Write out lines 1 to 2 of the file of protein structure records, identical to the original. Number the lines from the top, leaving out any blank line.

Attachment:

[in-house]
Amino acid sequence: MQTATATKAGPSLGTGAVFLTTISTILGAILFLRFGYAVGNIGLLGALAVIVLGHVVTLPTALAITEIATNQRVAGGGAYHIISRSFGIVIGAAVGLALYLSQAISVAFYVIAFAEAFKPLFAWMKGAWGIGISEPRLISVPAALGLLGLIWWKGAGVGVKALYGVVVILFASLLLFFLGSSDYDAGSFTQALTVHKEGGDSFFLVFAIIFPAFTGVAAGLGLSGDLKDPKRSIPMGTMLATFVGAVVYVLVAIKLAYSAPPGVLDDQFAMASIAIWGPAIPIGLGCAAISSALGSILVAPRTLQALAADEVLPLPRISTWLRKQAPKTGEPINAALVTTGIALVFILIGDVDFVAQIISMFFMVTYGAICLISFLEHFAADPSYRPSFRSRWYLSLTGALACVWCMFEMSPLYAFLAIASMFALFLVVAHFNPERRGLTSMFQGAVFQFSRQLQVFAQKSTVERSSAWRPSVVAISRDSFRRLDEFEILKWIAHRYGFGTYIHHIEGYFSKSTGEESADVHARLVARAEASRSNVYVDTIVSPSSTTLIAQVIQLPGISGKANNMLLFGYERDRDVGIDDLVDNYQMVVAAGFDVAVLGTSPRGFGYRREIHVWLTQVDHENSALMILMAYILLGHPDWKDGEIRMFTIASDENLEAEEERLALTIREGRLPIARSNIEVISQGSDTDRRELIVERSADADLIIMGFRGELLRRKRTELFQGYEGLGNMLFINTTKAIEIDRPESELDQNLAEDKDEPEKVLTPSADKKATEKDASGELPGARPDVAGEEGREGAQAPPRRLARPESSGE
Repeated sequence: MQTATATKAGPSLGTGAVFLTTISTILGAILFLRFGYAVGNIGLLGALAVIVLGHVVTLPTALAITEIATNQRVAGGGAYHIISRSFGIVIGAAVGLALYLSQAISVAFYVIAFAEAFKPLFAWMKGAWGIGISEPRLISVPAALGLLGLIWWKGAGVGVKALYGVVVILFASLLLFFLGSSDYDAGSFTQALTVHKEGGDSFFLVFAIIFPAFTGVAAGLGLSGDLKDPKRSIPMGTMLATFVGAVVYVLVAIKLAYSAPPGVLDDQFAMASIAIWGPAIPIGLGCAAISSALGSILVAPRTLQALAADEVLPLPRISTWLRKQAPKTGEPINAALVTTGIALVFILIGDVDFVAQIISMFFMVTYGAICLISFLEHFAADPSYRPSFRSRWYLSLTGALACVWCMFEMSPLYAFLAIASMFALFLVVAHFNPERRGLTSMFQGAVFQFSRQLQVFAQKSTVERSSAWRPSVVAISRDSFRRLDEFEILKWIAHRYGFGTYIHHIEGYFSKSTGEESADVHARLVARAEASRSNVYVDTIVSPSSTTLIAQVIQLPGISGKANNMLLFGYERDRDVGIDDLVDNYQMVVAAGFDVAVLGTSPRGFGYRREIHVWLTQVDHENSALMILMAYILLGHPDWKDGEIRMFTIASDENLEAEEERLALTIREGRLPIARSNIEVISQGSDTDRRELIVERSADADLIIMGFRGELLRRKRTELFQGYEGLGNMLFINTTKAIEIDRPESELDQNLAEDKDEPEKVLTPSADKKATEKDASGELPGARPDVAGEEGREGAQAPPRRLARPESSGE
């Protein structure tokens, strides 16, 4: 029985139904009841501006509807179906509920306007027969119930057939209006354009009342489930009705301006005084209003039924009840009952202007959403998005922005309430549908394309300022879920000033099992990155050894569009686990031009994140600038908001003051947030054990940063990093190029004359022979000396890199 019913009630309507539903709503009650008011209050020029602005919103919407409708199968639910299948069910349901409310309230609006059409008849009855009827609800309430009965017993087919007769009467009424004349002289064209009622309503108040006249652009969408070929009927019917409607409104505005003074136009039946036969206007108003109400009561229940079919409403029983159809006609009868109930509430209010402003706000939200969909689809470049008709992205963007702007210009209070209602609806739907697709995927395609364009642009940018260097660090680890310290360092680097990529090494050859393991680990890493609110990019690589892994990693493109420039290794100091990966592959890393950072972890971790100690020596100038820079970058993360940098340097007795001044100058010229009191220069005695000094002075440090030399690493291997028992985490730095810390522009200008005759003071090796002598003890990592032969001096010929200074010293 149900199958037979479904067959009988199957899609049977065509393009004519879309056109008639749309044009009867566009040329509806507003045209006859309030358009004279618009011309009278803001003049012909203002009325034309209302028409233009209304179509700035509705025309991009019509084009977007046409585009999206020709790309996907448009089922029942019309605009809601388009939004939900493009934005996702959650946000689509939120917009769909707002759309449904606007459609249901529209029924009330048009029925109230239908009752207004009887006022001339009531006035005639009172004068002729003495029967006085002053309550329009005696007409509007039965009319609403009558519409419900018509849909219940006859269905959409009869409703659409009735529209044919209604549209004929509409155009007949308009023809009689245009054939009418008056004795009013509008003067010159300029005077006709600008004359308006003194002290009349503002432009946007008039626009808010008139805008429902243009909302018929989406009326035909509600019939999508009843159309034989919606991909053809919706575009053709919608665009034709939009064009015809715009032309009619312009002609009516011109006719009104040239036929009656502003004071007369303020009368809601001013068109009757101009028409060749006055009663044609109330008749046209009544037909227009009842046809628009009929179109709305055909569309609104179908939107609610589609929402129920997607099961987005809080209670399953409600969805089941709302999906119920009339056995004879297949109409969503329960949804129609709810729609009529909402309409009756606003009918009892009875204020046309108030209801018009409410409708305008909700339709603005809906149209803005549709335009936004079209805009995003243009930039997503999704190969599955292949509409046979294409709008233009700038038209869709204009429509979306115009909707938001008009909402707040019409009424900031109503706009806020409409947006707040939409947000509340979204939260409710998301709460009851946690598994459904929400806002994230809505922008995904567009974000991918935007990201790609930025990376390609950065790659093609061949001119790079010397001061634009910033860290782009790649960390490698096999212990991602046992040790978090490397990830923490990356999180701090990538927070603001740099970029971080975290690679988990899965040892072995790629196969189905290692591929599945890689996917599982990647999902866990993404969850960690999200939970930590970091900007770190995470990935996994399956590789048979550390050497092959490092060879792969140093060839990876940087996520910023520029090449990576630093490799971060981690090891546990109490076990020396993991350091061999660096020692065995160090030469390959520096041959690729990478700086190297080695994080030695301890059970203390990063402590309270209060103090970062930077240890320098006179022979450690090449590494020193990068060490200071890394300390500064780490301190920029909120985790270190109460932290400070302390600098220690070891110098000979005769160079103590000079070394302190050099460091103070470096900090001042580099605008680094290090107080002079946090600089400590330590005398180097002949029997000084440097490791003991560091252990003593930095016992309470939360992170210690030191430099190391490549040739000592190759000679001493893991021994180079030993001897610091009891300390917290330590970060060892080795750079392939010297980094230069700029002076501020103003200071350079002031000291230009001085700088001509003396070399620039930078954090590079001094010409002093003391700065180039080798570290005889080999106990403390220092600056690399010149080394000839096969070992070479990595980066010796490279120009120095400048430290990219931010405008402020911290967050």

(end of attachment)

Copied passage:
[in-house]
Amino acid sequence: MQTATATKAGPSLGTGAVFLTTISTILGAILFLRFGYAVGNIGLLGALAVIVLGHVVTLPTALAITEIATNQRVAGGGAYHIISRSFGIVIGAAVGLALYLSQAISVAFYVIAFAEAFKPLFAWMKGAWGIGISEPRLISVPAALGLLGLIWWKGAGVGVKALYGVVVILFASLLLFFLGSSDYDAGSFTQALTVHKEGGDSFFLVFAIIFPAFTGVAAGLGLSGDLKDPKRSIPMGTMLATFVGAVVYVLVAIKLAYSAPPGVLDDQFAMASIAIWGPAIPIGLGCAAISSALGSILVAPRTLQALAADEVLPLPRISTWLRKQAPKTGEPINAALVTTGIALVFILIGDVDFVAQIISMFFMVTYGAICLISFLEHFAADPSYRPSFRSRWYLSLTGALACVWCMFEMSPLYAFLAIASMFALFLVVAHFNPERRGLTSMFQGAVFQFSRQLQVFAQKSTVERSSAWRPSVVAISRDSFRRLDEFEILKWIAHRYGFGTYIHHIEGYFSKSTGEESADVHARLVARAEASRSNVYVDTIVSPSSTTLIAQVIQLPGISGKANNMLLFGYERDRDVGIDDLVDNYQMVVAAGFDVAVLGTSPRGFGYRREIHVWLTQVDHENSALMILMAYILLGHPDWKDGEIRMFTIASDENLEAEEERLALTIREGRLPIARSNIEVISQGSDTDRRELIVERSADADLIIMGFRGELLRRKRTELFQGYEGLGNMLFINTTKAIEIDRPESELDQNLAEDKDEPEKVLTPSADKKATEKDASGELPGARPDVAGEEGREGAQAPPRRLARPESSGE